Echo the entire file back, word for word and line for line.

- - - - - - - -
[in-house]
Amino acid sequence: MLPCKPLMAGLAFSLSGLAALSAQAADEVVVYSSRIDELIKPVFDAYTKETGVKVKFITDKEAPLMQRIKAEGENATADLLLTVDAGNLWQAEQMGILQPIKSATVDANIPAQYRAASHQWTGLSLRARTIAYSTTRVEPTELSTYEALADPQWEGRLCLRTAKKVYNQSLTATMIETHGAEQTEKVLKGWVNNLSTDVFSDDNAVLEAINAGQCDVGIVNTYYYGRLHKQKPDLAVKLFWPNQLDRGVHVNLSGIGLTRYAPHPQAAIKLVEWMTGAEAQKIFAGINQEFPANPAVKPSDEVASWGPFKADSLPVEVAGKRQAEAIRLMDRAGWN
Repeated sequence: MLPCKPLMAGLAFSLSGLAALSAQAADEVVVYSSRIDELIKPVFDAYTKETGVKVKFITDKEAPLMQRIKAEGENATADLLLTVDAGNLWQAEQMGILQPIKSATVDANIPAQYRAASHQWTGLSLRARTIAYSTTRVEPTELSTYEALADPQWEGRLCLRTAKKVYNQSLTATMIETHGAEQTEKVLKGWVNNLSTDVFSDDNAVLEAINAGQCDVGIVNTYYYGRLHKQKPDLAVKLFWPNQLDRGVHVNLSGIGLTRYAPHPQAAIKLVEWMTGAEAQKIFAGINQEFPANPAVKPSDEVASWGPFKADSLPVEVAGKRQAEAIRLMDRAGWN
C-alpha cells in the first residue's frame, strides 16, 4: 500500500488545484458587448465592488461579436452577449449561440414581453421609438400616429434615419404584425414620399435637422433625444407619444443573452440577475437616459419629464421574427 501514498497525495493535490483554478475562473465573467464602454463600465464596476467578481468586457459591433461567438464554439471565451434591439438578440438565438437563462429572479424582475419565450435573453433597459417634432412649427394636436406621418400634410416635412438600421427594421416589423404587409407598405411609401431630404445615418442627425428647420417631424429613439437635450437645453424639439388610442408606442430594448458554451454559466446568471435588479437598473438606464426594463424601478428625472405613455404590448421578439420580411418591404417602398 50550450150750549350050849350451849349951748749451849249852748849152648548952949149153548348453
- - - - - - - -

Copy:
[in-house]
Amino acid sequence: MLPCKPLMAGLAFSLSGLAALSAQAADEVVVYSSRIDELIKPVFDAYTKETGVKVKFITDKEAPLMQRIKAEGENATADLLLTVDAGNLWQAEQMGILQPIKSATVDANIPAQYRAASHQWTGLSLRARTIAYSTTRVEPTELSTYEALADPQWEGRLCLRTAKKVYNQSLTATMIETHGAEQTEKVLKGWVNNLSTDVFSDDNAVLEAINAGQCDVGIVNTYYYGRLHKQKPDLAVKLFWPNQLDRGVHVNLSGIGLTRYAPHPQAAIKLVEWMTGAEAQKIFAGINQEFPANPAVKPSDEVASWGPFKADSLPVEVAGKRQAEAIRLMDRAGWN
Repeated sequence: MLPCKPLMAGLAFSLSGLAALSAQAADEVVVYSSRIDELIKPVFDAYTKETGVKVKFITDKEAPLMQRIKAEGENATADLLLTVDAGNLWQAEQMGILQPIKSATVDANIPAQYRAASHQWTGLSLRARTIAYSTTRVEPTELSTYEALADPQWEGRLCLRTAKKVYNQSLTATMIETHGAEQTEKVLKGWVNNLSTDVFSDDNAVLEAINAGQCDVGIVNTYYYGRLHKQKPDLAVKLFWPNQLDRGVHVNLSGIGLTRYAPHPQAAIKLVEWMTGAEAQKIFAGINQEFPANPAVKPSDEVASWGPFKADSLPVEVAGKRQAEAIRLMDRAGWN
C-alpha cells in the first residue's frame, strides 16, 4: 500500500488545484458587448465592488461579436452577449449561440414581453421609438400616429434615419404584425414620399435637422433625444407619444443573452440577475437616459419629464421574427 501514498497525495493535490483554478475562473465573467464602454463600465464596476467578481468586457459591433461567438464554439471565451434591439438578440438565438437563462429572479424582475419565450435573453433597459417634432412649427394636436406621418400634410416635412438600421427594421416589423404587409407598405411609401431630404445615418442627425428647420417631424429613439437635450437645453424639439388610442408606442430594448458554451454559466446568471435588479437598473438606464426594463424601478428625472405613455404590448421578439420580411418591404417602398 50550450150750549350050849350451849349951748749451849249852748849152648548952949149153548348453